Sounds like a plan daisydayz. They announce the apprentices once a month, so if you apply now, you wouldn't start until January or afterwards. In fact, I would think the cut off for the people who were starting in January would be November 30 (not sure about that), and they would let them know they were in the program in the beginning of December. So more likely you would start in February unless you were put on the waiting list.
If you are worried about being able to research and write 8 hubs a month, you can think about starting some now and put them in reserve in a Word document (or even on HubPages). You will likely have to edit them to make them fit what you have learned during the program, but at least some of the work will be done. Of course if you learn during the program that that topic is not a good one, you would have to start all over.
Maybe you can make meals ahead of time and freeze them, and do whatever else you can do to free up your time during the program.
I started a hub when I first found out about being accepted in the AP. I also have been updating it every month. I am in the process of finishing my final month (I still have 5 hubs to write, so I better start writing them, or I may get kicked out).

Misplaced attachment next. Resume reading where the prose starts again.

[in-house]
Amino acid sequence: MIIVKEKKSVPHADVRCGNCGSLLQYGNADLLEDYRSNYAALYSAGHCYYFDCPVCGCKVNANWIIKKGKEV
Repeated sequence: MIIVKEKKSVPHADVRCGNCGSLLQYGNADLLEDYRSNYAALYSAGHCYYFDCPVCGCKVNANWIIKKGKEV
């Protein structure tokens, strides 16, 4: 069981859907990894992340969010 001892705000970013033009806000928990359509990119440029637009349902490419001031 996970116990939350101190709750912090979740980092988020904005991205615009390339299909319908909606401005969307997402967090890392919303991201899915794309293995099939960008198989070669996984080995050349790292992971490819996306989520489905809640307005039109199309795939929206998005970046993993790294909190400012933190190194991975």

I will be honest I really only been focusing on the good because I really don't have anything negative to say about it. As far as people dropping out, in most cases it seems to be connected to meeting the minimum requirements of 8 hubs a month, which could be a challenge if you already have a busy schedule.
Here is my hub if you do want to check it out:
http://spartucusjones.hubpages.com/hub/ … yself-Into
Sparucusjones - get off this forum and back to your hubs - it's the last month, man - don't get kicked out!!!
Only 1 day left!!!
You are right! I plan on doing an all nighter to night and I have the day off tomorrow, so we should be OK. But I better get started. But of course, if I didn't procrastinate I would be perfect!
Finish the program. Do not let your hard work go to waste. Write that hub NOW! DO IT, don't procrastinate!
Same here, my friend. I was scrambling this month. Life can throw some unexpected curve balls! Here's to a good all-nighter!
Honestly, we should have a massive party when the clock ticks over to December 1. It will be a relief to go to 4 hubs/month from 8 (though I might keep writing 8/month anyway, because it is nice to see the traffic add up).
And one crucial tip for anyone who has passed the hub pages apprentice ship program. You are no in a great position to write hubs on what you learn. I'm sure you'd get a lot of traffic from people wanting to pick up tips from you.